Lyft shares drop as it suspends ride-sharing operations in California
The move is in reaction to a ruling by judge, along with Uber, to treat drivers as employees and not independent contractors
San Francisco — Lyft said it will suspend ride-sharing operations in California as of midnight, making good on its promise to stop doing business in the state rather than comply with a law to reclassify its drivers as employees.
“This is not something we wanted to do, as we know millions of Californians depend on Lyft for daily, essential trips,” the company wrote in a blog post on Thursday. “We’re personally reaching out to riders and drivers to share more about why this is happening, what you can do about it, and to provide some transportation alternatives.”
Lyft shares dropped as much as 8.5% to $25.74 in New York trading.
Uber Technologies has also threatened to leave the state in advance of the new law that would upend its business model, which relies heavily on independent contractors. The companies, both based in San Francisco, have argued that their current model allows drivers more flexibility. Labour organisers say they should be obligated to pay regular worker protections and benefits.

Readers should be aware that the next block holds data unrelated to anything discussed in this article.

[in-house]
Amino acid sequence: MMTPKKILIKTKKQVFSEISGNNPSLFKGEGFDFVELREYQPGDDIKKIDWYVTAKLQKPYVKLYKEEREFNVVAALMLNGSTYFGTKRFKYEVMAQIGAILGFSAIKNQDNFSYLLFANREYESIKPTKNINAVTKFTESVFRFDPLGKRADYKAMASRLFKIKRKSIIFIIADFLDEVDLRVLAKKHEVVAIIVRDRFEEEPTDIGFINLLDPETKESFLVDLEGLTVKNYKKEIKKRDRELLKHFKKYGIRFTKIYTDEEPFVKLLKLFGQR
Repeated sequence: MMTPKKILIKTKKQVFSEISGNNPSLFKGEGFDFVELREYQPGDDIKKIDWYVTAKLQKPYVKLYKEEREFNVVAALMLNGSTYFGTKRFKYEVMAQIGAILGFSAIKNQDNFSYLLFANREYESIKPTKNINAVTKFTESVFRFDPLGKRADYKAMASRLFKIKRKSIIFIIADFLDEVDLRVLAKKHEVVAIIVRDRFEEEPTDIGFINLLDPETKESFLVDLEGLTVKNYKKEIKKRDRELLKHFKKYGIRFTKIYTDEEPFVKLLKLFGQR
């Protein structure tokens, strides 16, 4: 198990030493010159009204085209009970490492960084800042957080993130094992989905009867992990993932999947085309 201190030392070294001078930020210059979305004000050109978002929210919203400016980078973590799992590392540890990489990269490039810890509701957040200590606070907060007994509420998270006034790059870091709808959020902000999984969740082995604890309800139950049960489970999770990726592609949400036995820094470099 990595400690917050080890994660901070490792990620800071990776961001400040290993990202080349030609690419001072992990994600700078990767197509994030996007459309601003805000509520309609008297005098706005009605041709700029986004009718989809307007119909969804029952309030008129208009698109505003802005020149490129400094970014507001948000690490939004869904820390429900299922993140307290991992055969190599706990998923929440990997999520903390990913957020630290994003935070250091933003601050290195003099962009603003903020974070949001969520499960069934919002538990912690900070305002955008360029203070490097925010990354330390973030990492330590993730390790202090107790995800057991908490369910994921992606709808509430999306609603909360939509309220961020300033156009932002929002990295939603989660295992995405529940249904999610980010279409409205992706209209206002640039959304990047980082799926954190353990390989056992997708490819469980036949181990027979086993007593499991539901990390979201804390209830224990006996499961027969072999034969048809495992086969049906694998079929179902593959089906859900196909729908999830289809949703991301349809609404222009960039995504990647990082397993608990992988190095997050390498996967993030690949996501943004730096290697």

A spokesman for Uber had no immediate comment on Lyft’s announcement.
In its blog post, Lyft promoted California proposition 22, which would take the issue directly to voters, allowing the companies to continue to classify workers as contractors if passed. “A ballot measure this November, prop 22, proposes the necessary changes to give drivers benefits and flexibility, while maintaining the rideshare model,” Lyft wrote.
Gig-economy companies including Lyft, Uber and Instacart wrote and financed the November ballot measure, and have contributed heavily to the effort.
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